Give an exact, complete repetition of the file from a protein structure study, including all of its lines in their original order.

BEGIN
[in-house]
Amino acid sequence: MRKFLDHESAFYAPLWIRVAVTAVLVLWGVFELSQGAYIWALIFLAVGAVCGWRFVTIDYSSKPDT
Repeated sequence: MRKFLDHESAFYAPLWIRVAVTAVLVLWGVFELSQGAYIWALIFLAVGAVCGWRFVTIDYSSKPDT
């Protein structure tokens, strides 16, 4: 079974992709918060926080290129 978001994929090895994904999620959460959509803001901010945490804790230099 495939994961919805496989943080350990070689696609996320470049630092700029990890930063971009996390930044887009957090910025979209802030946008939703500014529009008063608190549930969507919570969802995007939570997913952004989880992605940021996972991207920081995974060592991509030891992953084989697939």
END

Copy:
[in-house]
Amino acid sequence: MRKFLDHESAFYAPLWIRVAVTAVLVLWGVFELSQGAYIWALIFLAVGAVCGWRFVTIDYSSKPDT
Repeated sequence: MRKFLDHESAFYAPLWIRVAVTAVLVLWGVFELSQGAYIWALIFLAVGAVCGWRFVTIDYSSKPDT
């Protein structure tokens, strides 16, 4: 079974992709918060926080290129 978001994929090895994904999620959460959509803001901010945490804790230099 495939994961919805496989943080350990070689696609996320470049630092700029990890930063971009996390930044887009957090910025979209802030946008939703500014529009008063608190549930969507919570969802995007939570997913952004989880992605940021996972991207920081995974060592991509030891992953084989697939």